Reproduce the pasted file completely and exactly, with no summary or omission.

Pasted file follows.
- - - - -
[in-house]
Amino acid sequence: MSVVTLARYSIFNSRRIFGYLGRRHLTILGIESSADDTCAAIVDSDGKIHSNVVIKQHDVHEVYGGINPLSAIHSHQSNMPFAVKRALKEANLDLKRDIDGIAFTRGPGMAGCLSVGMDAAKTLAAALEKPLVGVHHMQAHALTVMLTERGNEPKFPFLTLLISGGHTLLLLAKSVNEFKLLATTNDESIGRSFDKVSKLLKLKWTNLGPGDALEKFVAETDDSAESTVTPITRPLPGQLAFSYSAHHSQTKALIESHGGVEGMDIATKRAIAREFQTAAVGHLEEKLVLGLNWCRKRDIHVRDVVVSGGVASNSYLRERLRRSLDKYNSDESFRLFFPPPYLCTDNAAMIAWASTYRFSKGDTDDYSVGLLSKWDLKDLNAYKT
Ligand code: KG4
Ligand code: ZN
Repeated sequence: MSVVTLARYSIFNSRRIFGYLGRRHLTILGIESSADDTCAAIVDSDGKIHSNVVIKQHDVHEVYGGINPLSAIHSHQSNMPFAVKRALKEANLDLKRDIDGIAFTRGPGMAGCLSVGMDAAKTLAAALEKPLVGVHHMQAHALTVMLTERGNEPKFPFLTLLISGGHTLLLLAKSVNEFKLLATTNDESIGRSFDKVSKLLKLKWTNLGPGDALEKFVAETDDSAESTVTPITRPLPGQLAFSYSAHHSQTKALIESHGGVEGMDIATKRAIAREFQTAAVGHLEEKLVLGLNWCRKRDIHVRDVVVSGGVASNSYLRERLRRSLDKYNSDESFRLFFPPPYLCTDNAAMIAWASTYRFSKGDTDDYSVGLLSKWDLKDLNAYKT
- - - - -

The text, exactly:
[in-house]
Amino acid sequence: MSVVTLARYSIFNSRRIFGYLGRRHLTILGIESSADDTCAAIVDSDGKIHSNVVIKQHDVHEVYGGINPLSAIHSHQSNMPFAVKRALKEANLDLKRDIDGIAFTRGPGMAGCLSVGMDAAKTLAAALEKPLVGVHHMQAHALTVMLTERGNEPKFPFLTLLISGGHTLLLLAKSVNEFKLLATTNDESIGRSFDKVSKLLKLKWTNLGPGDALEKFVAETDDSAESTVTPITRPLPGQLAFSYSAHHSQTKALIESHGGVEGMDIATKRAIAREFQTAAVGHLEEKLVLGLNWCRKRDIHVRDVVVSGGVASNSYLRERLRRSLDKYNSDESFRLFFPPPYLCTDNAAMIAWASTYRFSKGDTDDYSVGLLSKWDLKDLNAYKT
Ligand code: KG4
Ligand code: ZN
Repeated sequence: MSVVTLARYSIFNSRRIFGYLGRRHLTILGIESSADDTCAAIVDSDGKIHSNVVIKQHDVHEVYGGINPLSAIHSHQSNMPFAVKRALKEANLDLKRDIDGIAFTRGPGMAGCLSVGMDAAKTLAAALEKPLVGVHHMQAHALTVMLTERGNEPKFPFLTLLISGGHTLLLLAKSVNEFKLLATTNDESIGRSFDKVSKLLKLKWTNLGPGDALEKFVAETDDSAESTVTPITRPLPGQLAFSYSAHHSQTKALIESHGGVEGMDIATKRAIAREFQTAAVGHLEEKLVLGLNWCRKRDIHVRDVVVSGGVASNSYLRERLRRSLDKYNSDESFRLFFPPPYLCTDNAAMIAWASTYRFSKGDTDDYSVGLLSKWDLKDLNAYKT